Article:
The Art, Science, and Engineering of Fuzzing: A Survey

Fuzzers’ Genealogy
IEEE Transactions on Software Engineering

Among the many software testing techniques available today, fuzzing has remained highly popular due to its conceptual simplicity, its low barrier to deployment, and its vast amount of empirical evidence in discovering real-world software vulnerabilities. At a high level, fuzzing refers to a process of repeatedly running a program with generated inputs that may be syntactically or semantically malformed.

Our survey shows the fuzzing community is extremely vibrant. The recent surge of work by researchers and practitioners alike has made it difficult to gain a comprehensive and coherent view of fuzzing. Thus, it is easy to lose track of the design decisions and potentially important tweaks performed in each tool and paper. Furthermore, there has been an observable fragmentation in the terminology used by various fuzzers. For example, test case “minimization” and “reduction” are often used interchangeably. Such fragmentation makes it difficult to discover and disseminate knowledge and may severely hinder the progress in fuzzing research in the long run.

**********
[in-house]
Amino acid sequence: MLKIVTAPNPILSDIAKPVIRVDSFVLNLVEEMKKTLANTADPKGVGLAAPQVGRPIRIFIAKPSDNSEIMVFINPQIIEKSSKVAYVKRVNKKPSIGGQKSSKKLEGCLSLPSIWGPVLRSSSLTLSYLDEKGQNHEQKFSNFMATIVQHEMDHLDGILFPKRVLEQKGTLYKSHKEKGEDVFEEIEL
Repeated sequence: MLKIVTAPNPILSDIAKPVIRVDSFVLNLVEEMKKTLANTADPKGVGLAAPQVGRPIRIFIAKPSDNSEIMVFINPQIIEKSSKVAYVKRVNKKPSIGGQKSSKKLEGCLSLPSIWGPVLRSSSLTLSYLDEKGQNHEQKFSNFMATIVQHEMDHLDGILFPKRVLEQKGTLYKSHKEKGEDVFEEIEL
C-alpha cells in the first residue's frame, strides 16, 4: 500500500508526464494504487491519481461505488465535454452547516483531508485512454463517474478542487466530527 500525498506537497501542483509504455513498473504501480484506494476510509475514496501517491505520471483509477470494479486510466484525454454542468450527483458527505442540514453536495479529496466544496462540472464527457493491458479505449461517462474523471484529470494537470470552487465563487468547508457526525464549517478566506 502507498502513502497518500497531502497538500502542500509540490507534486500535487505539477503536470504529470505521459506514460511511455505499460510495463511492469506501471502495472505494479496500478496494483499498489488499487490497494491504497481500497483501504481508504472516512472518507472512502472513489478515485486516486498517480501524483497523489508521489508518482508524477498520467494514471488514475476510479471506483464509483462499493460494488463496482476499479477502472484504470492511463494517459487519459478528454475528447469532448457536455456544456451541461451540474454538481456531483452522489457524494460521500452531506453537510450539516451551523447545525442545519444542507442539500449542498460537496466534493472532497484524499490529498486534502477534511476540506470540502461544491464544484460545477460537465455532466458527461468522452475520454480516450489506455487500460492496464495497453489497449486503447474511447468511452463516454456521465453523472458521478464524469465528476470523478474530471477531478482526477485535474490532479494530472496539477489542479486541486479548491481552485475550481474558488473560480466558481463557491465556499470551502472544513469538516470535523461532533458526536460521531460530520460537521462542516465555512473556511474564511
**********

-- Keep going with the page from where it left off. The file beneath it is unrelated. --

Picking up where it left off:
To help preserve and bring coherence to the vast literature of fuzzing, this paper presented a unified, general-purpose model of fuzzing together with a taxonomy of the current literature. Our terminology is chosen to closely reflect the current predominant usages, and our model is designed to suit a large number of fuzzing tasks. We surveyed academic papers from the major Security and Software Engineering conferences in the last 10 years, as well as projects having more than 100 stars on GitHub. The paper methodically explores the design decisions at every stage of the model by surveying the related literature and innovations that make modern-day fuzzers effective.

Companion Website

Our contribution in this work is more than just the survey. Upon receiving the acceptance notice, we have started building a companion website. It is backed by a repository at GitHub, which contains the genealogy and the classification data of the surveyed fuzzers in the JSON format. We plan to keep this site up-to-date periodically through investing our own effort and accepting contributions from the community.